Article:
Teaching community development with Hannah Arendt: Enabling new emancipatory possibilities

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Abstract

Hannah Arendt is one the most original political thinkers of the 20th century. She developed a unique political lexicon using concepts such as ‘political action’, ʼnatality’, ‘plurality’, ‘publicness’, ‘acting in concert’ and the ‘banality of evil’ to enable on-going resistance to totalitarian impulses. This chapter will outline some of Arendt’s key concepts and their application to teaching community development within social work education. Further, Arendt’s method of political storytelling is elaborated, as it promotes the capacity to make political judgments, a necessary component of community development teaching and practice. As community development is considered both a professional and a political practice it is important to assist students to participate in a robust political ethic based on sound political principles. Arendt’s political principles are presented to yield ‘solidarity’ as well as evaluative standards to assess community development practice. Arendt used critical situated thinking as part of her thinking about political action. Student and educator interactions are promoted to incorporate critical situated thinking and political storytelling to analyse current structures and practices in the world, in order to create emancipatory alternatives in collaboration with others.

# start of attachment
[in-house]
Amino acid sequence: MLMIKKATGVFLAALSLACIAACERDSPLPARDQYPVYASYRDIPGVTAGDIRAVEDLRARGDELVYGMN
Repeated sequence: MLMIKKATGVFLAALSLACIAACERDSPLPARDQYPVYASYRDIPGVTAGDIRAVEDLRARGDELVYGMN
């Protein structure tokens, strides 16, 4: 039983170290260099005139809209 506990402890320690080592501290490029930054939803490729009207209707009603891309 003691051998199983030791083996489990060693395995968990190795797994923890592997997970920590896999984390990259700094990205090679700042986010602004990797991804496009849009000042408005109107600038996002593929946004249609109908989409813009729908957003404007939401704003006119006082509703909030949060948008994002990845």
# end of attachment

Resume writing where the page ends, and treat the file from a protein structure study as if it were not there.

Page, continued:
Original languageEnglish
Title of host publicationThe Routledge Handbook of Critical Pedagogies for Social Work
EditorsChristine Morley, Phillip Ablett, Carolyn Noble, Stephen Cowden
Place of PublicationLondon UK
PublisherTaylor & Francis
Chapter36
Pages439-449
Number of pages11
Edition1st
ISBN (Electronic)9781351002035, 9781351002042
ISBN (Print)9781138545748
DOIs
Publication statusPublished - 2020

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